Then she had stopped thinking about anything except the knife that had been brandished before her. And the gentle voice that had told her to put the ball in her mouth. She had done so; of course she had. With her heart thumping she had opened her mouth as wide as she could and pushed the ball in, with the wire left hanging outside. The metal tasted bitter and salty, like tears. Then her head had been forced back, and the steel burned against her skin as the knife was laid flat against her throat. The ceiling and the room were illuminated by a standard lamp, leaning against the wall in one of the corners. Bare, gray concrete. Apart from the lamp, the room contained a white plastic picnic table, two chairs, two empty beer bottles and two people. Him and her. She smelled a leather glove as a finger tugged lightly at the red loop hanging from her mouth. And the next moment her head seemed to explode.

The ball had expanded and forced itself...

Read More Show Less

Customer Reviews

Average Rating 4.5
( 75 )
Rating Distribution

5 Star

(42)

4 Star

(19)

3 Star

(12)

2 Star

(1)

1 Star

(1)

Your Rating:

Your Name: Create a Pen Name or

Barnes & Noble.com Review Rules

Our reader reviews allow you to share your comments on titles you liked, or didn't, with others. By submitting an online review, you are representing to Barnes & Noble.com that all information contained in your review is original and accurate in all respects, and that the submission of such content by you and the posting of such content by Barnes & Noble.com does not and will not violate the rights of any third party. Please follow the rules below to help ensure that your review can be posted.

Reviews by Our Customers Under the Age of 13

We highly value and respect everyone's opinion concerning the titles we offer. However, we cannot allow persons under the age of 13 to have accounts at BN.com or to post customer reviews. Please see our Terms of Use for more details.

What to exclude from your review:

Please do not write about reviews, commentary, or information posted on the product page. If you see any errors in the information on the product page, please send us an email.

Reviews should not contain any of the following:

  • - HTML tags, profanity, obscenities, vulgarities, or comments that defame anyone
  • - Time-sensitive information such as tour dates, signings, lectures, etc.
  • - Single-word reviews. Other people will read your review to discover why you liked or didn't like the title. Be descriptive.
  • - Comments focusing on the author or that may ruin the ending for others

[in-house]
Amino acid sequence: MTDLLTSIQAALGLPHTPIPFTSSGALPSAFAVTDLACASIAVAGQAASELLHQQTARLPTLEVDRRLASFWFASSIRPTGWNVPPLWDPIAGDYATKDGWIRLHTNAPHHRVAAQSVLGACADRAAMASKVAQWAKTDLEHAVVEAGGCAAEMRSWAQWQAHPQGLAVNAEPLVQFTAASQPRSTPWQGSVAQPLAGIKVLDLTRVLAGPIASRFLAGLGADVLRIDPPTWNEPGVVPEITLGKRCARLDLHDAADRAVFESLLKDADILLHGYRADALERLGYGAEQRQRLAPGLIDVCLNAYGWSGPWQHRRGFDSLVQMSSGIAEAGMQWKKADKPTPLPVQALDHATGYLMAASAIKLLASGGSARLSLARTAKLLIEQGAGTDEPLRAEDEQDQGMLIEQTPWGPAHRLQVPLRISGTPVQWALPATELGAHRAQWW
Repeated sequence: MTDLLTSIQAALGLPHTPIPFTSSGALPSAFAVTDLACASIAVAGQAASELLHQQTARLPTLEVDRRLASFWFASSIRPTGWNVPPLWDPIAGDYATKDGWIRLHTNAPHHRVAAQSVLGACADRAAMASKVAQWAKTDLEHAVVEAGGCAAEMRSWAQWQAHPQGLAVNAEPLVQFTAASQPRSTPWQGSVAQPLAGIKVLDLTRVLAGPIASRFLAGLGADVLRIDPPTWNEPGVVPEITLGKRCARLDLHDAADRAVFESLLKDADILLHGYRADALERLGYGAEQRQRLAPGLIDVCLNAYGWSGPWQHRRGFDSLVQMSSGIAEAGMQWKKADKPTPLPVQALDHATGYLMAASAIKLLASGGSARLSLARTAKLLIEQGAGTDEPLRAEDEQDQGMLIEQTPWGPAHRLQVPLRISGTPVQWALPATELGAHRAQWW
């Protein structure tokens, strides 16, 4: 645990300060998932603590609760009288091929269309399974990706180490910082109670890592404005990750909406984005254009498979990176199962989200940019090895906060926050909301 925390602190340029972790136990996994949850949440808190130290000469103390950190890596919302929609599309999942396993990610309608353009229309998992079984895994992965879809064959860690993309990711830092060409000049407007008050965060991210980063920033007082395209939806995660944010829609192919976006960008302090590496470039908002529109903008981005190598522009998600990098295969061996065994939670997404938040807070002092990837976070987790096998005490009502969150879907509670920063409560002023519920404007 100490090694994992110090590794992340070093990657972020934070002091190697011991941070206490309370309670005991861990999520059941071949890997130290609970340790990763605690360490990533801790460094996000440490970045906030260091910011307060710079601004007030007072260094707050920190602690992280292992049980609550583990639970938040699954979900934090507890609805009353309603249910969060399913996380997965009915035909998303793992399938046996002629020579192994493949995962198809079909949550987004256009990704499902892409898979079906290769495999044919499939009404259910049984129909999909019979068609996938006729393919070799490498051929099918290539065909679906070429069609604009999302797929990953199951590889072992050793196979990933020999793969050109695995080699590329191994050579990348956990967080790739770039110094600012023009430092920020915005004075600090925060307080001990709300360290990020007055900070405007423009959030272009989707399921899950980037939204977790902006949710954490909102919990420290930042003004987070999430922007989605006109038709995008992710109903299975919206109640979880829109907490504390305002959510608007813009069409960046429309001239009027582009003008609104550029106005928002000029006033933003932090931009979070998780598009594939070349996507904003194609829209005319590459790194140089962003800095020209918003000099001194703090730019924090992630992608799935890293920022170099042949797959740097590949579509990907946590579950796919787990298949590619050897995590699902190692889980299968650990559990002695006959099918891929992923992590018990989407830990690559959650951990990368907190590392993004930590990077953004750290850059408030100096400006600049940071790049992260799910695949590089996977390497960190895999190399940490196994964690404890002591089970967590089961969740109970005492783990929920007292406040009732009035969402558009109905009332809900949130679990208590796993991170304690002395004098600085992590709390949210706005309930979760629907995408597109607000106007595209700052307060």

• - Phone numbers, addresses, URLs
  • - Pricing and availability information or alternative ordering information
  • - Advertisements or commercial solicitation

Reminder:

  • - By submitting a review, you grant to Barnes & Noble.com and its sublicensees the royalty-free, perpetual, irrevocable right and license to use the review in accordance with the Barnes & Noble.com Terms of Use.
  • - Barnes & Noble.com reserves the right not to post any review -- particularly those that do not follow the terms and conditions of these Rules. Barnes & Noble.com also reserves the right to remove any review at any time without notice.
  • - See Terms of Use for other conditions and disclaimers.
Search for Products You'd Like to Recommend

Recommend other products that relate to your review. Just search for them below and share!

Create a Pen Name

Your Pen Name is your unique identity on BN.com. It will appear on the reviews you write and other website activities. Your Pen Name cannot be edited, changed or deleted once submitted.

 
Your Pen Name can be any combination of alphanumeric characters (plus - and _), and must be at least two characters long.

Continue Anonymously
See All Sort by: Showing 1 – 20 of 75 Customer Reviews
  • Anonymous

    Posted February 12, 2012

    Love this book!

    Jo Nesbo is a great writer. His Harry Hole series keeps you interested and guessing! Great read!

    5 out of 8 people found this review helpful.

    Was this review helpful? Yes  No   Report this review
  • Posted January 7, 2012

    more from this reviewer

    Disappointing follow up to The Snowman

    The Snowman was one of my favorite books of all time. Therefore, I waited anxiously for months to read the next book in the series, The Leopard. However, as an avid reader, I was very disappointed. The plot The Leopard goes off into many tangents leaving the reader wanting a more substantial, meaningful, tightly woven story line. Don't get me wrong, I still love the flawed yet lovable detective Harry; however, I found myself very frustrated by the author's failure to reward him for his sufferings or even have him learn from them. The book was way too long and just seemed t go n and on,

    5 out of 9 people found this review helpful.

    Was this review helpful? Yes  No   Report this review
  • Posted July 19, 2012

    more from this reviewer

    Challenges

    The latest Harry Hole novel presents the reader with a formidable challenge: On the one hand, the temptation is to try to read this tautly written, tightly plotted murder mystery in a single sitting. On the other hand, its 611 pages is undoubtedly a very large hurdle. Whatever the method, it’s well worth the effort to read it no matter how long it takes.

    After the travails he suffered at the conclusion of “The Snowman,”, Harry was so down that he resigned from the police force and traveled to the Far East, where he loses himself in alcohol, opium and gambling. There, a female detective from Norway finds him, pays off his gambling debts, tells him his father is in the hospital dying and he, as the only officer with experience solving serial murders, is wanted back in Oslo to help in what appears to be another multiple homicide case. At first he is reluctant, but finally accedes to the request to return because of his dad.